Israel’s attorney general warned the country’s Ashkenazi chief rabbi that he could face charges of contempt of court for halting the work of a panel whose head had been investigating corruption allegations at religious property trusts in Jerusalem.
Rabbi David Lau removed Rabbi Shlomo Shtasman as head of the Jerusalem rabbinical court property trusts in December 2018, but promised the High Court of Justice to let him pursue some of his investigations in his new position in Tel Aviv. Lau recently reassigned another member of the panel, halting its work.
In March 2018, Shtasman had appointed a receiver to Etz Chaim, one of the largest of the city’s religious property trusts, known as hekdeshot in Hebrew. (A hekdesh is a legal entity, usually dating back to the Ottoman era, that holds property designated for a specific purpose, like educational institutions or synagogues.) The receiver wrote a report accusing it of corruption amounting to millions of shekels. In July 2019, five members of Etz Chaim were arrested on suspicion of selling properties held by the trust at below-market prices to associates or even to themselves, without allowing the institutions supported by the trust to benefit from the proceeds.
Shimon Yaakobi, the rabbinical courts’ legal adviser, accused Lau of ousting Shtasman in order to obstruct his investigation and to help Lau’s confidants. Yaakobi asserted in a letter that one of the heads of Etz Chaim, Tzvi Braverman, had advance knowledge of Shtasman’s removal, which members of Yaakobi’s staff said points to prohibited interference in the panel’s work.
The matter eventually reached the High Court, leading Deputy Attorney General for Constitutional Affairs Ran Nizri to halt Shtasman’s reassignment. Justices Neal Hendel, Yosef Elron and Yael Willner approved an agreement permitting his transfer to Tel Aviv while allowing him to continue as head of the Jerusalem panel on issues relating to a few prominent hekdeshot in the city, including Etz Chaim.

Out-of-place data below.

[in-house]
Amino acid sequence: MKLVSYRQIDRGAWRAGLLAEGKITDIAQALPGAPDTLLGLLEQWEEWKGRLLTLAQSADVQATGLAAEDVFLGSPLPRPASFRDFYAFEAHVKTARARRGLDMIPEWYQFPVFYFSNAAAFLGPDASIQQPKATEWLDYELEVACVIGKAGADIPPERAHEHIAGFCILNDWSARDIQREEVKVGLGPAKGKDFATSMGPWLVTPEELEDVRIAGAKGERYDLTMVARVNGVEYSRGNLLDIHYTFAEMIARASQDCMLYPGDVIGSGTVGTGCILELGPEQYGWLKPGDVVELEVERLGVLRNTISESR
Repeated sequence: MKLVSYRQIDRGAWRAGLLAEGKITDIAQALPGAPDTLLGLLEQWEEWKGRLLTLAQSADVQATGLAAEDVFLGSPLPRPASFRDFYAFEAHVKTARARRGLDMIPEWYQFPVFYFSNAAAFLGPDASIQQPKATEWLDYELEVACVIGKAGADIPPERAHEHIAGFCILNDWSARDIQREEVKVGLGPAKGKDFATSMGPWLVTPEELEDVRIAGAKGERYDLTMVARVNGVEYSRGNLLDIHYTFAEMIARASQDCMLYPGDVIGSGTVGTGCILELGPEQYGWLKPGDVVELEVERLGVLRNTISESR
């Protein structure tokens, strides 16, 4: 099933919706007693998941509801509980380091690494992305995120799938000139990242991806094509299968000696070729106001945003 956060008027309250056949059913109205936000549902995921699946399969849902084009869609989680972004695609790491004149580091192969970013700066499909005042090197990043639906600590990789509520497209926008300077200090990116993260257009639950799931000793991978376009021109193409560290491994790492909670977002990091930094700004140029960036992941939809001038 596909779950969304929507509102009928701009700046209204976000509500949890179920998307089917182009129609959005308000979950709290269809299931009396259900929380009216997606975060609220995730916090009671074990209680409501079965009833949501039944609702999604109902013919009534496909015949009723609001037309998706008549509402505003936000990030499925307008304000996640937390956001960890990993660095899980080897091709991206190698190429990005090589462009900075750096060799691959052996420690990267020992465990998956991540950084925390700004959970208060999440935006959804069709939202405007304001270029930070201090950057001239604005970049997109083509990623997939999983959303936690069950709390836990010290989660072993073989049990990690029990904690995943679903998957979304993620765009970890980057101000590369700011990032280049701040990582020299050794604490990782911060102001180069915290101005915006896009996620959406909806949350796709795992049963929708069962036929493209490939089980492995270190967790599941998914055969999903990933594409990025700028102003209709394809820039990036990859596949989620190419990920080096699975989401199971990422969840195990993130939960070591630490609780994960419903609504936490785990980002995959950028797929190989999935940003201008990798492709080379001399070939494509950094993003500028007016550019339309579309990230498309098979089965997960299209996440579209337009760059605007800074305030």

About a month ago, Lau approved the removal of Rabbi Ido Shahar from the Jerusalem panel without replacing him, forcing the panel to suspend operations. Sources told Haaretz the move was aimed at preventing progress in the investigation of alleged corruption in the trusts.
In a letter sent to Lau last week, Nizri and Erez Kaminitz, the deputy attorney general for civil law, warned that the move violated the state’s pledge to the High Court and “could amount to contempt of court, with all that it implies.”
- Chaos at Jerusalem rabbinical courts after corruption allegations exposed
- Israel's chief rabbi chooses brother-in-law to replace fired judge who probed corruption, sources say
- A rabbinical judge probed graft allegations against ultra-Orthodox trust. Then Israel's chief rabbi fired him
Batya Kahana-Dror, a lawyer who petitioned the High Court on behalf of a religious school that is affiliated with Etz Chaim, said that Lau “broke his promises,” adding: “The fact that within a year, the composition of [the panels] are dissolved overnight time and again suggests that [Lau] is motivated by outside interests.
In a written statement, Lau’s office said requests for comment must be handled through official channels, not the media.